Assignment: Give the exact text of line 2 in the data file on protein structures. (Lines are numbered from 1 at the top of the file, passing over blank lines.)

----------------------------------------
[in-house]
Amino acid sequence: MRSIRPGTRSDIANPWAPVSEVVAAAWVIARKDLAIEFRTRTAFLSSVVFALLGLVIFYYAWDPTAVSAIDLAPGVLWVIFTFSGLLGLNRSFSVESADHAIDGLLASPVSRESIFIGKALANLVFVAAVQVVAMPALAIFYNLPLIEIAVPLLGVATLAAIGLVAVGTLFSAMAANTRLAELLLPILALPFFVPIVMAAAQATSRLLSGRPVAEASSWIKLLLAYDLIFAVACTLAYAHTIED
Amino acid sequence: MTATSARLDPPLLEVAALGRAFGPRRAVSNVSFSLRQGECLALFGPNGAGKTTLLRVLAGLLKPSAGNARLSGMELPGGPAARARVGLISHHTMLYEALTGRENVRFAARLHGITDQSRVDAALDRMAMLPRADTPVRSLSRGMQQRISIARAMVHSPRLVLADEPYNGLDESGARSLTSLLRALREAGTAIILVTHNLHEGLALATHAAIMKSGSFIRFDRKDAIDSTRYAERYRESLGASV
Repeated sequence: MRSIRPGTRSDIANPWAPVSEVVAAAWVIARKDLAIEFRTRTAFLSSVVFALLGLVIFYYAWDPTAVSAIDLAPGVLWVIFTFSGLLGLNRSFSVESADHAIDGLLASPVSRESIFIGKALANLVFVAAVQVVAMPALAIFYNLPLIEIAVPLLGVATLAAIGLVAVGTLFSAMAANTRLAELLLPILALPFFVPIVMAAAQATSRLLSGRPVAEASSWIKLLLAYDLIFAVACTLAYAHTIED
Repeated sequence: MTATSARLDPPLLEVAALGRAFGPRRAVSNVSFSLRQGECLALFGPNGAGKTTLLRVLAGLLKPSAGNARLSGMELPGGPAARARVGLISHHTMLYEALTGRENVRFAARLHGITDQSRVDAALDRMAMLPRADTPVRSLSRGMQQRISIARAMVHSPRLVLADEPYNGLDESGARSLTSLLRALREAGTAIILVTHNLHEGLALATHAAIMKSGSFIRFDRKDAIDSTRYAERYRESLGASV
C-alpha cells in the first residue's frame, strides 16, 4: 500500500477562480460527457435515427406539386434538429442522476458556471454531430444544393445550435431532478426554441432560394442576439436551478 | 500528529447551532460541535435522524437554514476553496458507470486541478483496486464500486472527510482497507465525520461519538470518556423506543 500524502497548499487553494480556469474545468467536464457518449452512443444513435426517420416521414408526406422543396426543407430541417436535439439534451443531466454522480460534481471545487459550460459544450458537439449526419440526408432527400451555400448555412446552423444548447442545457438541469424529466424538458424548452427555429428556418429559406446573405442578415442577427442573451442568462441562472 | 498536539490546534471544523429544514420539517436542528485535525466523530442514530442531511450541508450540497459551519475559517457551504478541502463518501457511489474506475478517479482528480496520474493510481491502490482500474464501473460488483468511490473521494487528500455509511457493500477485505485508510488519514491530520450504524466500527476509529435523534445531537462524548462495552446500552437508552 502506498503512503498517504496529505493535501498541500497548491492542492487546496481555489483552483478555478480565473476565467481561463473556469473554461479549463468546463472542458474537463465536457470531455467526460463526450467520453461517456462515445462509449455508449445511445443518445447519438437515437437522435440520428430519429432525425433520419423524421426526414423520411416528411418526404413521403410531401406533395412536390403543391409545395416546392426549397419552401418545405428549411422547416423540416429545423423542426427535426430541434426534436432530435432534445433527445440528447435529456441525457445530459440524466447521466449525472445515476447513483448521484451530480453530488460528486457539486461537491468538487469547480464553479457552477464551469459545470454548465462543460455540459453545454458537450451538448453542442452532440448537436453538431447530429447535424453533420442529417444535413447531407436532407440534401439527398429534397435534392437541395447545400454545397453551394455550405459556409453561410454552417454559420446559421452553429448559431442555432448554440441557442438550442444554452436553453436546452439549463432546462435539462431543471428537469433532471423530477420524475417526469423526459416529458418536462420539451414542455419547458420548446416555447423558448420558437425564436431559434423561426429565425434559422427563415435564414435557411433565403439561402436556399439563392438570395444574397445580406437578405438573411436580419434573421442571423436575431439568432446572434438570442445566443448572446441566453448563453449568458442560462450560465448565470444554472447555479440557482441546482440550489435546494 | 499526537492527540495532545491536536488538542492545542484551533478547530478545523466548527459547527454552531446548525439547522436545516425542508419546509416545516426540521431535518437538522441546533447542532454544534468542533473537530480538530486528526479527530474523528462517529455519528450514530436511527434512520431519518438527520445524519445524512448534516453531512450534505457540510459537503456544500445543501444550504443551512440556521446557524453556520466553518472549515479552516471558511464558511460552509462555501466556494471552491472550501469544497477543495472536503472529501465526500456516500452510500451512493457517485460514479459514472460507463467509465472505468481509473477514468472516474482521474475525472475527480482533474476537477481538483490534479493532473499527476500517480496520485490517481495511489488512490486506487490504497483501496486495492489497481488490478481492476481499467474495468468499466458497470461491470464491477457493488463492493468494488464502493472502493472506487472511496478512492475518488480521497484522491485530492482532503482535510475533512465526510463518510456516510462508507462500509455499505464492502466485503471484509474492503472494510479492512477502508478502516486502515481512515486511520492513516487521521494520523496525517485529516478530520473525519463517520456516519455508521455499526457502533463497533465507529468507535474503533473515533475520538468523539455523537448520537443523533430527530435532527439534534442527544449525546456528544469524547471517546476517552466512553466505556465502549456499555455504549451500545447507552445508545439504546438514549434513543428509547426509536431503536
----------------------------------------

Amino acid sequence: MRSIRPGTRSDIANPWAPVSEVVAAAWVIARKDLAIEFRTRTAFLSSVVFALLGLVIFYYAWDPTAVSAIDLAPGVLWVIFTFSGLLGLNRSFSVESADHAIDGLLASPVSRESIFIGKALANLVFVAAVQVVAMPALAIFYNLPLIEIAVPLLGVATLAAIGLVAVGTLFSAMAANTRLAELLLPILALPFFVPIVMAAAQATSRLLSGRPVAEASSWIKLLLAYDLIFAVACTLAYAHTIED